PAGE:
Another way of looking at this is that the six flies who escaped influence the denominator of the survival probabilities up to day 70 and then totally drop out of the calculations for any further survival probabilities. Because the denominator has been reduced, the jumps at each remaining death are much larger.

Here is a graph of the survival probability estimates from the third experiment.

These survival probabilities differ only slightly from the survival probabilities in the original experiment. This works out because the mechanism that caused us to lose information on six of the fruit flies was independent of their ultimate survival.

If the censoring mechanism were somehow related to survival prognosis, then you would have the possibility of serious bias in your estimates. Suppose for example, that only the toughest of flies (those with the most days left in their short lives) would have been able to escape. The flies destined to die on days 70, 71, 72, and 73, were already on their deathbeds and unable to fly at all, much les make a difficult escape. Then these censored values would not be randomly interspersed among the remaining survival times, but would constitute some of the larger values. But since these larger values would remain unobserved, you would underestimate survival probabilities beyond the 70th day.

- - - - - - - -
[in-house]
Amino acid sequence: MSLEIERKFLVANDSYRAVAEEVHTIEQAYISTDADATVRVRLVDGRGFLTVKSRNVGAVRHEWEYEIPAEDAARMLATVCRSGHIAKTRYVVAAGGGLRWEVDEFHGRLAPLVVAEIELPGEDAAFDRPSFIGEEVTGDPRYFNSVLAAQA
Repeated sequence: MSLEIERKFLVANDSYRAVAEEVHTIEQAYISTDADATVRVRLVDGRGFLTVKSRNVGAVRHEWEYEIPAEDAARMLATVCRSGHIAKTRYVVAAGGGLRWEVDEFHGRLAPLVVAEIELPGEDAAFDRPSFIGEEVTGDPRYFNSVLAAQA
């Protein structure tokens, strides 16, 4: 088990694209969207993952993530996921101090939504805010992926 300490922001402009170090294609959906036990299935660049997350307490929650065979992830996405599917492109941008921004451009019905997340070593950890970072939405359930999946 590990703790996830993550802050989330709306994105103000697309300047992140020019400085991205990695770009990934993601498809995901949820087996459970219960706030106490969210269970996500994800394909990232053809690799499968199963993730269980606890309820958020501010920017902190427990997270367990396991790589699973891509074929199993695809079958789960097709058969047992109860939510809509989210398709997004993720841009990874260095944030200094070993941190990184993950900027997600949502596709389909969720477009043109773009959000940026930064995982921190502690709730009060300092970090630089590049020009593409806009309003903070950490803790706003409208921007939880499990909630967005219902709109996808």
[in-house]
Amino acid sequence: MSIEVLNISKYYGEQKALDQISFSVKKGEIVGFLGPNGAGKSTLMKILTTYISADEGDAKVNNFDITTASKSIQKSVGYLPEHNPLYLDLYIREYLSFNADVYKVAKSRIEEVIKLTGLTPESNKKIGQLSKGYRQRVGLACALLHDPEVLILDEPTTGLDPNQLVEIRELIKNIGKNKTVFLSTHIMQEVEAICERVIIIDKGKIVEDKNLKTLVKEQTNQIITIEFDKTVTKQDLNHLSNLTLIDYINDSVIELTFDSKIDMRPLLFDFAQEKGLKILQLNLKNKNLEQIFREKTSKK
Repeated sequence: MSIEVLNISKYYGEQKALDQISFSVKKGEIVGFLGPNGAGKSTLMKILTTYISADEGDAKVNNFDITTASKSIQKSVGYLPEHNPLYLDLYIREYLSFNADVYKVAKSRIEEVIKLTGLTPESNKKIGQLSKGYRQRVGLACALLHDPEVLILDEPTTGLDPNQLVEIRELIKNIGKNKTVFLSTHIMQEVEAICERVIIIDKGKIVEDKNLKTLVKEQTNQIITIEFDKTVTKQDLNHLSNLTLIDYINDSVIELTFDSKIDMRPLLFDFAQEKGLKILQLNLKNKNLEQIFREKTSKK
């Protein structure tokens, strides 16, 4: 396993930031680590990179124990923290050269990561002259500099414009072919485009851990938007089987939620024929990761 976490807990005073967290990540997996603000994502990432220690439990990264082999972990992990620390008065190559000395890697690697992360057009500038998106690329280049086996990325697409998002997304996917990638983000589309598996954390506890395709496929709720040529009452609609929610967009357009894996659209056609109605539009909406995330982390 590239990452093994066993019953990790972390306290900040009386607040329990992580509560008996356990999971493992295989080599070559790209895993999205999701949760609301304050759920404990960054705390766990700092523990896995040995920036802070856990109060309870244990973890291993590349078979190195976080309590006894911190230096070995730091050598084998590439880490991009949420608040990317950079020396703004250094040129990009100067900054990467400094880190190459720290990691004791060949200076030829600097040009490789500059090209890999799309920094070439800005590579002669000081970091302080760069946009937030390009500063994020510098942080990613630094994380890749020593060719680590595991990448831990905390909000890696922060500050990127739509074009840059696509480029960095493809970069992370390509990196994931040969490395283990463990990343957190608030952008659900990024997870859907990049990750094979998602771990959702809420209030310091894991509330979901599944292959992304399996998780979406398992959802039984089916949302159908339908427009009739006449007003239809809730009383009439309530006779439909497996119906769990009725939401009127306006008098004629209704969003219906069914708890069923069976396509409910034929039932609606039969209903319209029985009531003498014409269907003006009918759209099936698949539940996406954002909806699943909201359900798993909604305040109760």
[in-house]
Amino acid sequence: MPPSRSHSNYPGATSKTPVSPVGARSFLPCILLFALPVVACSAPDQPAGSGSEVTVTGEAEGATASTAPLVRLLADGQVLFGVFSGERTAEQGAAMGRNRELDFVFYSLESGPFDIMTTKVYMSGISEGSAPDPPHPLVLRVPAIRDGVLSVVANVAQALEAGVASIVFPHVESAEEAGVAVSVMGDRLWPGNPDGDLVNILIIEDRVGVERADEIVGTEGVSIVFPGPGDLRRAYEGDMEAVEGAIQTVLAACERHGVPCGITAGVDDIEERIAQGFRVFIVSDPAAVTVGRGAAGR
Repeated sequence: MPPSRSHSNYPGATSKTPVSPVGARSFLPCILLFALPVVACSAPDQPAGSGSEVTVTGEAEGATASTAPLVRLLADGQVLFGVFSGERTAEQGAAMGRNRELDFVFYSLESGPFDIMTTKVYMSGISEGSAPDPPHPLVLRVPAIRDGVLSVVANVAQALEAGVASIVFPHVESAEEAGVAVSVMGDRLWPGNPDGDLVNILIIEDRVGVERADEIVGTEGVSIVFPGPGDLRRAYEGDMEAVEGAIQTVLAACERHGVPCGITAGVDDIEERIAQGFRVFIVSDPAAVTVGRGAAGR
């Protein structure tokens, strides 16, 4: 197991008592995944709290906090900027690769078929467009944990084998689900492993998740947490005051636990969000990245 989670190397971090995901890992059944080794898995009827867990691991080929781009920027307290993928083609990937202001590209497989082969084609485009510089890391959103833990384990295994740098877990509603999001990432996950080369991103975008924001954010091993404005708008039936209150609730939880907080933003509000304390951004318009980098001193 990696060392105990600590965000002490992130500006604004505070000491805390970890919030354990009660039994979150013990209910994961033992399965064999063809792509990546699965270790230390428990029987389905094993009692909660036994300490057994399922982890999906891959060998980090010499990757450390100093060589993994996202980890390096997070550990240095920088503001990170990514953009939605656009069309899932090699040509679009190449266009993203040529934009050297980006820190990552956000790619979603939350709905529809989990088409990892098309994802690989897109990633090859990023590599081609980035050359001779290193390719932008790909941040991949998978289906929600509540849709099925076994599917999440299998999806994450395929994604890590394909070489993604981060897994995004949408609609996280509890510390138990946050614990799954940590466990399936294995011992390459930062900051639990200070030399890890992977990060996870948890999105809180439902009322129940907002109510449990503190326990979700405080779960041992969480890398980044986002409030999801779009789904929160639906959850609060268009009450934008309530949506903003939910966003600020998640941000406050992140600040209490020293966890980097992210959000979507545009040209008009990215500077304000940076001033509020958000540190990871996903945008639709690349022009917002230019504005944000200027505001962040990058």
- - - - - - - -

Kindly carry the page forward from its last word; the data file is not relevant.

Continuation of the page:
This is known as informative censoring, and it happens more often that you might expect. Suppose someone drops out of a cancer mortality study because they are abandoning the drugs being studied in favor of laetrile treatments down in Mexico. Usually, this is a sign that the current drugs are not working well, so a censored observation here might represent a patient with a poorer prognosis. Excluding these patients would lead to an overestimate of survival probabilities.

When you see a survival curve in a research paper, there are two ways to interpret it. First, you can get an estimate of the median (or other percentiles) by projecting horizontally until you intersect with the survival curve and then head down to get your estimate. In the survival curve we have just looked at, you would estimate the median survival as slightly more than 60 days.

You can also estimate probabilities for survival at any given time by projecting up from the time and then moving to the left to estimate the probability. In the example below, you can see that the 80 day survival probability is a little bit less than 25%.

You can find an earlier version of this page on my original website.